MEMPHIS, Tenn., Sept. 15, 2021 /PRNewswire/ -- In observance of National Hispanic Heritage Month from Sept. 15 to Oct. 15, communities can embrace the globe-spanning mission that makes St. Jude Children's Research Hospital® extraordinary through the stories of St. Jude supporters and patients like Ramón, Victoria, Sebastian and Mayela. Now available on St. Jude Inspire, their stories illustrate hope and resilience while also honoring their Hispanic heritage.
From the moment St. Jude Children's Research Hospital opened its doors nearly 60 years ago, it has welcomed children from around the world with cancer and other life-threatening diseases, regardless of ethnicity, religion or their family's ability to pay. The inclusive environment created at St. Jude honors cultural differences and fosters strong connections among employees, patients and supporters, reminding us that they belong to one St. Jude family that is stronger together.
"The Hispanic community includes some of the most active and engaged supporters for St. Jude Children's Research Hospital who embrace this mission and give with their whole hearts to St. Jude," said Richard C. Shadyac Jr., President and CEO of ALSAC, the fundraising and awareness organization for St. Jude Children's Research Hospital. "Because of generous donors, St. Jude is able to help kids worldwide and the need for support continues to grow as St. Jude embarks on a new six-year, $11.5 billion strategic expansion plan to accelerate groundbreaking research and treatment that will lead to more lives saved. We cherish our St. Jude family and are bonded together with love and optimism to help ensure our mission continues until there is a cure for childhood cancer."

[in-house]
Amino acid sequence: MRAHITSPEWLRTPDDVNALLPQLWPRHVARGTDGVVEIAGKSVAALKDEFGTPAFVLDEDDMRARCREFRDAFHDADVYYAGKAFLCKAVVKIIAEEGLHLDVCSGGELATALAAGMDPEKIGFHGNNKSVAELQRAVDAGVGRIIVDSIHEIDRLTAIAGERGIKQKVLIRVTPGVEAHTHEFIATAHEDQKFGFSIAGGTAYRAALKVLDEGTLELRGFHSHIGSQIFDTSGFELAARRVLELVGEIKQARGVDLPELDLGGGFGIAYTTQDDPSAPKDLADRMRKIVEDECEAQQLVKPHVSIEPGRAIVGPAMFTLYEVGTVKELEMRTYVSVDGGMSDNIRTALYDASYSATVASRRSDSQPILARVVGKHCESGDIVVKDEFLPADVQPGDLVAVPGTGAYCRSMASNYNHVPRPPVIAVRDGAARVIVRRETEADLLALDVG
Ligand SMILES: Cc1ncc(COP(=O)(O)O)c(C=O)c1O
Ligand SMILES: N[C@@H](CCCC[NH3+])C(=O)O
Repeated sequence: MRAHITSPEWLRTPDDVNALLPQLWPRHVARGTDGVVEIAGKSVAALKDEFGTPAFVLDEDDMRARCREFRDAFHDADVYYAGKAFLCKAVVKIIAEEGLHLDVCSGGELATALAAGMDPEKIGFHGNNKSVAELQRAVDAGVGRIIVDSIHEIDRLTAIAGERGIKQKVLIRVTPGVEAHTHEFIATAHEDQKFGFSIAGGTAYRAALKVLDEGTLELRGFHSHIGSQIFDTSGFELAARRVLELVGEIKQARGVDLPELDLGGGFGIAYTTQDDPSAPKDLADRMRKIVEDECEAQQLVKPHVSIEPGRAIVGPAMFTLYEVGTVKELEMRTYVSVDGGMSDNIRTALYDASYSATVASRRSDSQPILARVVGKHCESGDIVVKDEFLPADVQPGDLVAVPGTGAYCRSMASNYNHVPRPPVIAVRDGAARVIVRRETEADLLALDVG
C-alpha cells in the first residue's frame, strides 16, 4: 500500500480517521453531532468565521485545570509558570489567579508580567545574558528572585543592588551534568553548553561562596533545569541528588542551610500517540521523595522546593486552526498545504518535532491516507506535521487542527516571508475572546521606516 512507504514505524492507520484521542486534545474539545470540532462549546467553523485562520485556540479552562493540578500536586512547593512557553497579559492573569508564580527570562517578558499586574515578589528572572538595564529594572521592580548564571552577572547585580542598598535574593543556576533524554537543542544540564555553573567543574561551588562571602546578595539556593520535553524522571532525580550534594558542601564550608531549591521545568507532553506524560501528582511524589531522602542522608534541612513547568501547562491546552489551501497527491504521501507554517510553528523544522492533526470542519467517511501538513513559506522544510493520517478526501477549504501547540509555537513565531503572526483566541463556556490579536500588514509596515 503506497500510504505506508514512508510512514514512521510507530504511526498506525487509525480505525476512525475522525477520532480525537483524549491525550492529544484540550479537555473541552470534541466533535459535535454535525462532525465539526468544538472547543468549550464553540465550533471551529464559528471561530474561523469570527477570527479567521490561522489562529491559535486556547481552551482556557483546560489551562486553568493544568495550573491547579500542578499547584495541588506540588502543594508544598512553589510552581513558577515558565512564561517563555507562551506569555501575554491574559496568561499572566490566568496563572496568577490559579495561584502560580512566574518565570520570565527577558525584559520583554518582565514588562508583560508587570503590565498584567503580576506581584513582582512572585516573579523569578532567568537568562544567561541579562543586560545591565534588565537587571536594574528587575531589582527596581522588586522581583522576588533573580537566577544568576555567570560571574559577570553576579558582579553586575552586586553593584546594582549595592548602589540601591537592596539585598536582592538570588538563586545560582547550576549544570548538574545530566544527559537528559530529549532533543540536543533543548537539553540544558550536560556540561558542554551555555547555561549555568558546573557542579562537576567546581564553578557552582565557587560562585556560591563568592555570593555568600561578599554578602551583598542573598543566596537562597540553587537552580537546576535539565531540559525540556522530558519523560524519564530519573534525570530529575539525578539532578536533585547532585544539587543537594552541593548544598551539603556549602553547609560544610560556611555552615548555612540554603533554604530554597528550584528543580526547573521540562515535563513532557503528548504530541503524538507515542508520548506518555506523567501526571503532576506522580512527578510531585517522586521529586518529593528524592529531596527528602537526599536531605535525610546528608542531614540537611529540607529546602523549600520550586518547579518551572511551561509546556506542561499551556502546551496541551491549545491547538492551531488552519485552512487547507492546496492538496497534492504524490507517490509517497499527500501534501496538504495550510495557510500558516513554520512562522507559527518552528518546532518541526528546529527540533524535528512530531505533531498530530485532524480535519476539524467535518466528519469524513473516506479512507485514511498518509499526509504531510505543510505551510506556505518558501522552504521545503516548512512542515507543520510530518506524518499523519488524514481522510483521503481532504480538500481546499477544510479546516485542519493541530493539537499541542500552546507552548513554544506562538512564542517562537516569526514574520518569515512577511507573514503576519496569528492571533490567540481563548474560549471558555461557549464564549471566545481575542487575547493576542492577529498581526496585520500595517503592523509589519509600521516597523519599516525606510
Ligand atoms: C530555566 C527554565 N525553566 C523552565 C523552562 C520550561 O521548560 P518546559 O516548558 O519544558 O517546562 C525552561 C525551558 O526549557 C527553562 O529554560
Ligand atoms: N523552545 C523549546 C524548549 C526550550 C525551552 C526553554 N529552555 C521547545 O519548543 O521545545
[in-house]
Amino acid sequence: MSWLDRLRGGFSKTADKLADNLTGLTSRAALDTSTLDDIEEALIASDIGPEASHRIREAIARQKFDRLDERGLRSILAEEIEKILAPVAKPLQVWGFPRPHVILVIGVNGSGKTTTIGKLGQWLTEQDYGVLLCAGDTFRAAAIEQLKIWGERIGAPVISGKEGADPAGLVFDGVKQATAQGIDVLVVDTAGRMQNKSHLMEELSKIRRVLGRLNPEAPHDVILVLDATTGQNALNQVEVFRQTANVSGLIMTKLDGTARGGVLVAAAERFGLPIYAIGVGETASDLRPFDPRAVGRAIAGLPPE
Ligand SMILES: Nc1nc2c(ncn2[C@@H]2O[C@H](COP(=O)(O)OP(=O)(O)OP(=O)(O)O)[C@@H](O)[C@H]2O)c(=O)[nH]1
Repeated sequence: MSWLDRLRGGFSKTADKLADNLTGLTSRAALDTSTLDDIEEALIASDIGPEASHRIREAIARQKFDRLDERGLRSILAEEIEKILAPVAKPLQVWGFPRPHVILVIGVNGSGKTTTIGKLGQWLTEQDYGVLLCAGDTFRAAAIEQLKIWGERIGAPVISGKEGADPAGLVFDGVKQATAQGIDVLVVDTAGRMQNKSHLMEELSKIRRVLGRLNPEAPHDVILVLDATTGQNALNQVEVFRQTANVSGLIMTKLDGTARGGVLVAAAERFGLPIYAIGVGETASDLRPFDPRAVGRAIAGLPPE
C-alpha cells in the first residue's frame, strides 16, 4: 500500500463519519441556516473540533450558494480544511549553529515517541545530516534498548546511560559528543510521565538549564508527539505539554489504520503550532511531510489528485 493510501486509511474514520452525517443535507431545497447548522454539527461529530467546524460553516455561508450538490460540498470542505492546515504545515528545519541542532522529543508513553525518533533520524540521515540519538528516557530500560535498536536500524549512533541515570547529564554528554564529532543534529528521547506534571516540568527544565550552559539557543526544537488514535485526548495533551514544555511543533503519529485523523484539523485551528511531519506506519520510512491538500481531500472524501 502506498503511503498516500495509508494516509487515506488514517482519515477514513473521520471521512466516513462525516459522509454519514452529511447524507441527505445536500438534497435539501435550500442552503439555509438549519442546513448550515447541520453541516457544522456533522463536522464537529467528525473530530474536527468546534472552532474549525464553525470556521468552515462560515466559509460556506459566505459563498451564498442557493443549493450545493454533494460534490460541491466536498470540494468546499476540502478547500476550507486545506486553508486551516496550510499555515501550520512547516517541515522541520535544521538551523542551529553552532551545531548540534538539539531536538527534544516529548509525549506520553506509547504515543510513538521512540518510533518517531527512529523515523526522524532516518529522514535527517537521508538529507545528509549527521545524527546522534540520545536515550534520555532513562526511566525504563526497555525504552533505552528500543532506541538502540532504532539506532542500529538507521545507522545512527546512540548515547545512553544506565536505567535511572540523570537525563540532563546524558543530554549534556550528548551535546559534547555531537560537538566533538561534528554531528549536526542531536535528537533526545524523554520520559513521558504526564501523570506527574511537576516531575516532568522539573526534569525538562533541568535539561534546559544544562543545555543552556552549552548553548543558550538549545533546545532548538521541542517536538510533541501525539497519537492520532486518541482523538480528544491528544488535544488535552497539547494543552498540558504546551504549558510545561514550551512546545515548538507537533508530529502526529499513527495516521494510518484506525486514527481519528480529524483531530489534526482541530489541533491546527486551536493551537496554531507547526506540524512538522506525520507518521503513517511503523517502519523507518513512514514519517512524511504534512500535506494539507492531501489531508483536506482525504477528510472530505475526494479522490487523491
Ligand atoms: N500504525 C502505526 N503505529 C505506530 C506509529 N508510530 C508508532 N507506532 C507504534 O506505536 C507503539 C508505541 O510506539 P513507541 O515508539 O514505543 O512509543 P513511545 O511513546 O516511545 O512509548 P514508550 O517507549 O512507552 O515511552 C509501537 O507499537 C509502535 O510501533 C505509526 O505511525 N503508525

Ramón: From Jalisco to Memphis to Los Angeles Ramón, 27, was just 6 years old when he arrived at St. Jude with his mother, far from the only home he ever knew in Jalisco, Mexico. Following a diagnosis of acute lymphoblastic leukemia, Ramón needed three years of chemotherapy. In addition to that treatment, Ramón also learned English from St. Jude teachers. Soon, his father and sister would join Ramón and his mother in Memphis, Tennessee, so the family could be together.
Ramón stayed in the United States and went on to graduate from University of California, Los Angeles. Now working at the Consulate General of Mexico in Los Angeles, Ramón stays connected to St. Jude in several ways, including the St. Jude PLAY LIVE program, which involves gaming for a purpose.
Victoria: Teen artist paints with color, heart Victoria, a talented Cuban-American teen artist from Florida came to St. Jude for treatment at age 8 for a brain tumor. After multiple surgeries, Victoria received 30 days of specialized radiation treatment at St. Jude, which is home to the world's first proton beam therapy center dedicated solely for children.